From the article: "...replacing JPEG with something better has been a frequent topic of discussion. The major downside to moving away from JPEG is that it would require going through a multi-year period of relatively poor compatibility with the world’s deployed software. We (at Mozilla) don’t doubt that algorithmic improvements will make this worthwhile at some point, possibly soon. Even after a transition begins in earnest though, JPEG will continue to be used widely."
This is Mozilla's roundabout way of saying that they want to put off starting on WebP or JPEG 2000 as long as possible.
More like 500-2000ms - there are a few commercial codecs (Kakadu - as licensed in OS X, Aware) which are well-polished but the open-source situation was wretched for many years, relying on a few libraries which were indifferently maintained and seriously unoptimized. This meant that there were many valid files which could not be opened, key features like tiled decoding weren't supported and everything is so much slower that users will comment on how much longer it takes simply to open or convert a file.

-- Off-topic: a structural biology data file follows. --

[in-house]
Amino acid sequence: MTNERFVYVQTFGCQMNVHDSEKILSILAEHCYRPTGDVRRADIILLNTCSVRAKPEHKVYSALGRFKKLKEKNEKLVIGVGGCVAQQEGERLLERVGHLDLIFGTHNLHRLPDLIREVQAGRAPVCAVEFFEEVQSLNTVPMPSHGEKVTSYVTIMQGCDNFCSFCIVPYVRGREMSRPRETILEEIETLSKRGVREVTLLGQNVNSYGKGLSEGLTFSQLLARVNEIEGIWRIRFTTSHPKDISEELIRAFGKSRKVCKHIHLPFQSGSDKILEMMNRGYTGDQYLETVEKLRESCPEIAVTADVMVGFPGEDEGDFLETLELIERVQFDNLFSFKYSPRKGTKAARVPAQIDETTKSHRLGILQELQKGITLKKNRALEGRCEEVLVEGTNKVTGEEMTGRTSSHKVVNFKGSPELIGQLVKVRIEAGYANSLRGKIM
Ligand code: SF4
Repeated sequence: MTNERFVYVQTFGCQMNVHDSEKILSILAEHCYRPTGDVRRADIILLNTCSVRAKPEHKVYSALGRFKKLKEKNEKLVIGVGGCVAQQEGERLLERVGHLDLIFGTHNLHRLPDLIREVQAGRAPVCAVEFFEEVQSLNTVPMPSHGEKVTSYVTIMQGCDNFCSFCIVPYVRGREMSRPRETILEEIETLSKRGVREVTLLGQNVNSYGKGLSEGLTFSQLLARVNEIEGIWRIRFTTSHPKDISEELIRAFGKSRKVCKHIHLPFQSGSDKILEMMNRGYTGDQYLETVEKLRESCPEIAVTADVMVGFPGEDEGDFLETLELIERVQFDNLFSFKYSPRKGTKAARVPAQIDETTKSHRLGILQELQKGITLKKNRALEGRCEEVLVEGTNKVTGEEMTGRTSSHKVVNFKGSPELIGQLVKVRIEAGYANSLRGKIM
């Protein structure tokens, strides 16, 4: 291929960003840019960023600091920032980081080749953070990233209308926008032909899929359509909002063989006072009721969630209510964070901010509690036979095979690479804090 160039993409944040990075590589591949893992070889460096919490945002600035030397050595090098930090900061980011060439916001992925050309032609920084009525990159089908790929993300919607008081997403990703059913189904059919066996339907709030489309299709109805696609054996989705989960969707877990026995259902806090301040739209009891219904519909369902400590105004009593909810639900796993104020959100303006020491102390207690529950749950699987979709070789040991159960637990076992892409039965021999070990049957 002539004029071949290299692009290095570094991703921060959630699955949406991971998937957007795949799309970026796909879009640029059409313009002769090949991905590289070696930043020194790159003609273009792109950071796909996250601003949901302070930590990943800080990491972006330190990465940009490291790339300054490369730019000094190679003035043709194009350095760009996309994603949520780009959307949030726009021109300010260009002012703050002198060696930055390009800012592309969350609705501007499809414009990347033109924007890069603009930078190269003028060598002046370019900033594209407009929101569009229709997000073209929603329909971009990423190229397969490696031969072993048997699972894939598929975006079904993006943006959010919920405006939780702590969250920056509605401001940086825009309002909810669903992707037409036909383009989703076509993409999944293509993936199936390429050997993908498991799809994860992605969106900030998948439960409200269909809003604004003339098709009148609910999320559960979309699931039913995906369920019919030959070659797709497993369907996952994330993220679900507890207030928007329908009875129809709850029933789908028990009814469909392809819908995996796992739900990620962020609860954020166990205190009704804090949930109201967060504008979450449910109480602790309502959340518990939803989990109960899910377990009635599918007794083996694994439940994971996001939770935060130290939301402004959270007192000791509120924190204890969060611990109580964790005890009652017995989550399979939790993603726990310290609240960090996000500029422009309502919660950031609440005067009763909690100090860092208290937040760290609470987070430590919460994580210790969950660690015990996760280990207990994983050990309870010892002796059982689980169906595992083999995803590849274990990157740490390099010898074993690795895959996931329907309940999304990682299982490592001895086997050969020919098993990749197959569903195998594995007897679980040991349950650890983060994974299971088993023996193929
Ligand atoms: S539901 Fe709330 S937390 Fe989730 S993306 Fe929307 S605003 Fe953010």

There is some good news in that OpenJPEG (http://www.openjpeg.org/) has been making significant progress in recent years and is now on track to become an official reference implementation:
In hindsight we did indeed spend too much time experimenting and tweaking, and not enough time saying "it's good enough" and driving it to completion.
But it's open source :) we're still working on getting it there. The next release will dramatically scale back the API complexity, lock in the APIs and data formats, and pave the way for native browser extensions, self-hosted polyfills, etc.
I don't see any evidence of a scam; Dwolla uses similar social background checks. I think what we're seeing here is the difference between fraud detection and fraud prevention where they can't afford to be wrong.